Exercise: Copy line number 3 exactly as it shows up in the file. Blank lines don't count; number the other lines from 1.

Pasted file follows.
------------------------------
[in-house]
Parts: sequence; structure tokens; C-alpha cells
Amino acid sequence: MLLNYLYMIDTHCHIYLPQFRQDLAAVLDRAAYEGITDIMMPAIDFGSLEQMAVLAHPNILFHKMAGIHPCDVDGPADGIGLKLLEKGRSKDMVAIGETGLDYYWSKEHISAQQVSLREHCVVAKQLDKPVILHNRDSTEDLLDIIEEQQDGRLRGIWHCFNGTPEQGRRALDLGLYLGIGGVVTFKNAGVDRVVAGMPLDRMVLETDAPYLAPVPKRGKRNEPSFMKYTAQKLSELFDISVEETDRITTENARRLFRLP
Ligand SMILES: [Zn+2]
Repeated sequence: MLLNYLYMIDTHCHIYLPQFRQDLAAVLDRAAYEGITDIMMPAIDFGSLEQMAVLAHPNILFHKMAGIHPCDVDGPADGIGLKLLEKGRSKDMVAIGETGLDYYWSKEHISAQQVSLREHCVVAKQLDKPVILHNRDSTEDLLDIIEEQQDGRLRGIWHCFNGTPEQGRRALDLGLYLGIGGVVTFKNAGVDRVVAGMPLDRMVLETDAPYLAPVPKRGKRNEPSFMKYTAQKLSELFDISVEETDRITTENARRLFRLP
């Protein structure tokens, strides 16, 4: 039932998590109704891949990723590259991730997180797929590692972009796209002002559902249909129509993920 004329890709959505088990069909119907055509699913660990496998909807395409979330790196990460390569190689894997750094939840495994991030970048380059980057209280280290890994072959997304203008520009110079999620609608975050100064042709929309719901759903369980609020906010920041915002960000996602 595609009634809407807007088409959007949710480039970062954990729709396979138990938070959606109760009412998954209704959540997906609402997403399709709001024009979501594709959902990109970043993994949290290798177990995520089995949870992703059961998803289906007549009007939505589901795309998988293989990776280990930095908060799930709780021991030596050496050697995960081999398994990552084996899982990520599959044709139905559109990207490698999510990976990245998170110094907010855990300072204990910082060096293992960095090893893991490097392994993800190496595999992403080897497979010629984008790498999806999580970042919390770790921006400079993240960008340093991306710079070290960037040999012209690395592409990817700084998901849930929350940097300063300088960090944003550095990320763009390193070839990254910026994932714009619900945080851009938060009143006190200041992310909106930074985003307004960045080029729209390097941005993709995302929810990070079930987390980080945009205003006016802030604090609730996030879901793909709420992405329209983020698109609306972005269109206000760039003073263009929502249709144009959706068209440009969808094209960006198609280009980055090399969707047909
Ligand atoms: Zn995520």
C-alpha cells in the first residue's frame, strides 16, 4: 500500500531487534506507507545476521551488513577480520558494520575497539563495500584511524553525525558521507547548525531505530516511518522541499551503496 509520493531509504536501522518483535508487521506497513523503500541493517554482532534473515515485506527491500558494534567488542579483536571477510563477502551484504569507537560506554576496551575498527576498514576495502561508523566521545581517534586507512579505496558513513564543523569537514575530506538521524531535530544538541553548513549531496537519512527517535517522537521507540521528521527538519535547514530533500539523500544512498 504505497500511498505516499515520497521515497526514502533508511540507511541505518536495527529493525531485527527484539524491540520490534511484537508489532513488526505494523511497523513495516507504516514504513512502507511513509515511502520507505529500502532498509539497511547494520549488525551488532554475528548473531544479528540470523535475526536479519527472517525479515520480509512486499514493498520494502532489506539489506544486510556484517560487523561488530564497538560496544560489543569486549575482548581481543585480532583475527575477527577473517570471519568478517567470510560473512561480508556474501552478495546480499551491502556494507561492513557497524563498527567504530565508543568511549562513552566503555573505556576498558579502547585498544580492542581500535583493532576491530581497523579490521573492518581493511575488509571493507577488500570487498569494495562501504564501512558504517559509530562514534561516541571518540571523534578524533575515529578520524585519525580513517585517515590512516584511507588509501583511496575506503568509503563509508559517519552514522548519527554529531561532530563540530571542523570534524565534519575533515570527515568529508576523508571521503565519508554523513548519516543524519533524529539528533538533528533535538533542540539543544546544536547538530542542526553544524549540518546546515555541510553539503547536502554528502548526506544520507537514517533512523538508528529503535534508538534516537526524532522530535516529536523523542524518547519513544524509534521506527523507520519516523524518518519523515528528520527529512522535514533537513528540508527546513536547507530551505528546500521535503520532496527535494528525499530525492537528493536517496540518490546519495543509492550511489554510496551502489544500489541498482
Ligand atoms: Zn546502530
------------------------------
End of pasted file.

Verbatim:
Amino acid sequence: MLLNYLYMIDTHCHIYLPQFRQDLAAVLDRAAYEGITDIMMPAIDFGSLEQMAVLAHPNILFHKMAGIHPCDVDGPADGIGLKLLEKGRSKDMVAIGETGLDYYWSKEHISAQQVSLREHCVVAKQLDKPVILHNRDSTEDLLDIIEEQQDGRLRGIWHCFNGTPEQGRRALDLGLYLGIGGVVTFKNAGVDRVVAGMPLDRMVLETDAPYLAPVPKRGKRNEPSFMKYTAQKLSELFDISVEETDRITTENARRLFRLP